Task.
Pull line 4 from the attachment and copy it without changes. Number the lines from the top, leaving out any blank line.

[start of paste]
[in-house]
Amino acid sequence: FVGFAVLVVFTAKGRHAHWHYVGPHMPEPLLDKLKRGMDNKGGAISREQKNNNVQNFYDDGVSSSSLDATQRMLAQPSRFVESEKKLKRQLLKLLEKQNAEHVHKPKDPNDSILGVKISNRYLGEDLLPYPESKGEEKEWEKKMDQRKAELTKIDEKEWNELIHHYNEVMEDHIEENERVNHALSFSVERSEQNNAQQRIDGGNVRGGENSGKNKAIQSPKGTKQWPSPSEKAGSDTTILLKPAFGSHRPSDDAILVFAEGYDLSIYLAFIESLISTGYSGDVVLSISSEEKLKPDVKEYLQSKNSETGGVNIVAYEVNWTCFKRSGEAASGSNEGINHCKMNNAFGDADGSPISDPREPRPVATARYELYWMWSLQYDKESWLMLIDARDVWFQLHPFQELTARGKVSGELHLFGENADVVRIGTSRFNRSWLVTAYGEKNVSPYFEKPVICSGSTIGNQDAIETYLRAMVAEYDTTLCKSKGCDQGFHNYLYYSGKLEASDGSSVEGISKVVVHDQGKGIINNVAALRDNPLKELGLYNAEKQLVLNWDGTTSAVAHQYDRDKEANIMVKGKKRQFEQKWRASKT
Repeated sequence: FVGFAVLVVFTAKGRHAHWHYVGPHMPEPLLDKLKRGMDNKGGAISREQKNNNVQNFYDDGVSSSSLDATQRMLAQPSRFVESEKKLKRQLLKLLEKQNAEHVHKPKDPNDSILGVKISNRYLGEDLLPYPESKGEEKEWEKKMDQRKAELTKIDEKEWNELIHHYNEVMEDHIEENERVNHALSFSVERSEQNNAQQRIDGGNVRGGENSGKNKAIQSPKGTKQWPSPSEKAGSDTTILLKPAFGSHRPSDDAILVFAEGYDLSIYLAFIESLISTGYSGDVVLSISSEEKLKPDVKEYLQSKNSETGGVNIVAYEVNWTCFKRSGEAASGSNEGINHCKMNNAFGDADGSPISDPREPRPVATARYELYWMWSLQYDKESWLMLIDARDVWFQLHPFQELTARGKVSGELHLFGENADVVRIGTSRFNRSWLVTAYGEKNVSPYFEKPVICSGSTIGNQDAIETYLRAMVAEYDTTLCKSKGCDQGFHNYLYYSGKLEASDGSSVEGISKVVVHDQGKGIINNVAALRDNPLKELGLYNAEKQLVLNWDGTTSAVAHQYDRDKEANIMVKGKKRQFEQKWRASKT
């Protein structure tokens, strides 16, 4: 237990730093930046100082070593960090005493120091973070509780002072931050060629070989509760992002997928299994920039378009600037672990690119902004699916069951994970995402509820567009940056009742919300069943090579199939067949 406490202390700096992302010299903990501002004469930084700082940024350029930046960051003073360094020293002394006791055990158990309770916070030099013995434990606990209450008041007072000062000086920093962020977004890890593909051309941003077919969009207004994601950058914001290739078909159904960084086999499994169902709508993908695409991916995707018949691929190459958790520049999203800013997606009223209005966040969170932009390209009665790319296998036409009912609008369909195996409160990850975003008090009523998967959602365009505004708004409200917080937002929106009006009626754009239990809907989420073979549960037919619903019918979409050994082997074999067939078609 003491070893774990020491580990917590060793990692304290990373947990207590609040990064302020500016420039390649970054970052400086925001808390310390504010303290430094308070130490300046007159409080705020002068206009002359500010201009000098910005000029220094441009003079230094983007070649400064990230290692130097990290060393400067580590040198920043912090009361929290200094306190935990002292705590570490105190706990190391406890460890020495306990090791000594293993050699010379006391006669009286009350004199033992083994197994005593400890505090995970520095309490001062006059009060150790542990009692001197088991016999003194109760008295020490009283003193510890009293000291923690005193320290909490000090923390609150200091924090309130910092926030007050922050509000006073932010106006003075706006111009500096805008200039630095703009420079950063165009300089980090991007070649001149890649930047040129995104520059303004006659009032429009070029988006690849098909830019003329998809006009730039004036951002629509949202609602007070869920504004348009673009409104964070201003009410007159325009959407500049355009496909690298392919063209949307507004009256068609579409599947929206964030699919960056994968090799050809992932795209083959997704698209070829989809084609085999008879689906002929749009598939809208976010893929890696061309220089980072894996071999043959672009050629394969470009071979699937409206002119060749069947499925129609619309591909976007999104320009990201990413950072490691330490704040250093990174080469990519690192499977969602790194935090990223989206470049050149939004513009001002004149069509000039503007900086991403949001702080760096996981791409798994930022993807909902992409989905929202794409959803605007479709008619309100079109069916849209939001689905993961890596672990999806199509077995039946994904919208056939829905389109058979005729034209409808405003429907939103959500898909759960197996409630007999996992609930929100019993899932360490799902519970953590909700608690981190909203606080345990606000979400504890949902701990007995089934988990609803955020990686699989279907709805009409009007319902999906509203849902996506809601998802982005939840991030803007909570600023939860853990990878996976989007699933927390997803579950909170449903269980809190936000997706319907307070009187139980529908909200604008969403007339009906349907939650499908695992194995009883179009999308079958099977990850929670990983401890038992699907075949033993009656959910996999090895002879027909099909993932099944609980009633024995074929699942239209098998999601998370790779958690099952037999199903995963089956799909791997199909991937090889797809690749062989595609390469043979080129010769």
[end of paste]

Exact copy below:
């Protein structure tokens, strides 16, 4: 237990730093930046100082070593960090005493120091973070509780002072931050060629070989509760992002997928299994920039378009600037672990690119902004699916069951994970995402509820567009940056009742919300069943090579199939067949 406490202390700096992302010299903990501002004469930084700082940024350029930046960051003073360094020293002394006791055990158990309770916070030099013995434990606990209450008041007072000062000086920093962020977004890890593909051309941003077919969009207004994601950058914001290739078909159904960084086999499994169902709508993908695409991916995707018949691929190459958790520049999203800013997606009223209005966040969170932009390209009665790319296998036409009912609008369909195996409160990850975003008090009523998967959602365009505004708004409200917080937002929106009006009626754009239990809907989420073979549960037919619903019918979409050994082997074999067939078609 003491070893774990020491580990917590060793990692304290990373947990207590609040990064302020500016420039390649970054970052400086925001808390310390504010303290430094308070130490300046007159409080705020002068206009002359500010201009000098910005000029220094441009003079230094983007070649400064990230290692130097990290060393400067580590040198920043912090009361929290200094306190935990002292705590570490105190706990190391406890460890020495306990090791000594293993050699010379006391006669009286009350004199033992083994197994005593400890505090995970520095309490001062006059009060150790542990009692001197088991016999003194109760008295020490009283003193510890009293000291923690005193320290909490000090923390609150200091924090309130910092926030007050922050509000006073932010106006003075706006111009500096805008200039630095703009420079950063165009300089980090991007070649001149890649930047040129995104520059303004006659009032429009070029988006690849098909830019003329998809006009730039004036951002629509949202609602007070869920504004348009673009409104964070201003009410007159325009959407500049355009496909690298392919063209949307507004009256068609579409599947929206964030699919960056994968090799050809992932795209083959997704698209070829989809084609085999008879689906002929749009598939809208976010893929890696061309220089980072894996071999043959672009050629394969470009071979699937409206002119060749069947499925129609619309591909976007999104320009990201990413950072490691330490704040250093990174080469990519690192499977969602790194935090990223989206470049050149939004513009001002004149069509000039503007900086991403949001702080760096996981791409798994930022993807909902992409989905929202794409959803605007479709008619309100079109069916849209939001689905993961890596672990999806199509077995039946994904919208056939829905389109058979005729034209409808405003429907939103959500898909759960197996409630007999996992609930929100019993899932360490799902519970953590909700608690981190909203606080345990606000979400504890949902701990007995089934988990609803955020990686699989279907709805009409009007319902999906509203849902996506809601998802982005939840991030803007909570600023939860853990990878996976989007699933927390997803579950909170449903269980809190936000997706319907307070009187139980529908909200604008969403007339009906349907939650499908695992194995009883179009999308079958099977990850929670990983401890038992699907075949033993009656959910996999090895002879027909099909993932099944609980009633024995074929699942239209098998999601998370790779958690099952037999199903995963089956799909791997199909991937090889797809690749062989595609390469043979080129010769």